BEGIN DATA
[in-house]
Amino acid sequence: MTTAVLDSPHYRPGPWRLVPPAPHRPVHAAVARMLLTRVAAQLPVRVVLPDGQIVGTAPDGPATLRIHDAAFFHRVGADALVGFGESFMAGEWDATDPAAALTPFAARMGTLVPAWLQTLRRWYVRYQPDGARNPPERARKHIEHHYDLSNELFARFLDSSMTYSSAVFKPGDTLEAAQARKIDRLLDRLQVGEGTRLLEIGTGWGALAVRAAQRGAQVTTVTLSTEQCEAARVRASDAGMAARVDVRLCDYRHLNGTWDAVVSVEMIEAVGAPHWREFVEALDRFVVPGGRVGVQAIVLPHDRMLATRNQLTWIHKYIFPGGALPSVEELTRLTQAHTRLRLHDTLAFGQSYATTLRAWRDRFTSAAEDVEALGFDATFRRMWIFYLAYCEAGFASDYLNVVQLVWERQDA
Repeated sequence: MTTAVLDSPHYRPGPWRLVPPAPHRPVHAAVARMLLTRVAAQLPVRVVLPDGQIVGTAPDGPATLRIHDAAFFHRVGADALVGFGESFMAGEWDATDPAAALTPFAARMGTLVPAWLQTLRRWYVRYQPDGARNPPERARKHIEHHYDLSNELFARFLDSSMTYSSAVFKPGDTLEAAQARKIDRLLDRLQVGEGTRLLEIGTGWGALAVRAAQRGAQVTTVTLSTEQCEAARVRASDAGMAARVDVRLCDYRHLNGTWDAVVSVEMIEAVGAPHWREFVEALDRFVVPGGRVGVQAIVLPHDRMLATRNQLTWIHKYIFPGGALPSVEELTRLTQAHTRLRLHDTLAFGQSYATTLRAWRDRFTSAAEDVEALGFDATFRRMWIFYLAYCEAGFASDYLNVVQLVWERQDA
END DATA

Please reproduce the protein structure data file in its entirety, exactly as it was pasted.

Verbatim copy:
[in-house]
Amino acid sequence: MTTAVLDSPHYRPGPWRLVPPAPHRPVHAAVARMLLTRVAAQLPVRVVLPDGQIVGTAPDGPATLRIHDAAFFHRVGADALVGFGESFMAGEWDATDPAAALTPFAARMGTLVPAWLQTLRRWYVRYQPDGARNPPERARKHIEHHYDLSNELFARFLDSSMTYSSAVFKPGDTLEAAQARKIDRLLDRLQVGEGTRLLEIGTGWGALAVRAAQRGAQVTTVTLSTEQCEAARVRASDAGMAARVDVRLCDYRHLNGTWDAVVSVEMIEAVGAPHWREFVEALDRFVVPGGRVGVQAIVLPHDRMLATRNQLTWIHKYIFPGGALPSVEELTRLTQAHTRLRLHDTLAFGQSYATTLRAWRDRFTSAAEDVEALGFDATFRRMWIFYLAYCEAGFASDYLNVVQLVWERQDA
Repeated sequence: MTTAVLDSPHYRPGPWRLVPPAPHRPVHAAVARMLLTRVAAQLPVRVVLPDGQIVGTAPDGPATLRIHDAAFFHRVGADALVGFGESFMAGEWDATDPAAALTPFAARMGTLVPAWLQTLRRWYVRYQPDGARNPPERARKHIEHHYDLSNELFARFLDSSMTYSSAVFKPGDTLEAAQARKIDRLLDRLQVGEGTRLLEIGTGWGALAVRAAQRGAQVTTVTLSTEQCEAARVRASDAGMAARVDVRLCDYRHLNGTWDAVVSVEMIEAVGAPHWREFVEALDRFVVPGGRVGVQAIVLPHDRMLATRNQLTWIHKYIFPGGALPSVEELTRLTQAHTRLRLHDTLAFGQSYATTLRAWRDRFTSAAEDVEALGFDATFRRMWIFYLAYCEAGFASDYLNVVQLVWERQDA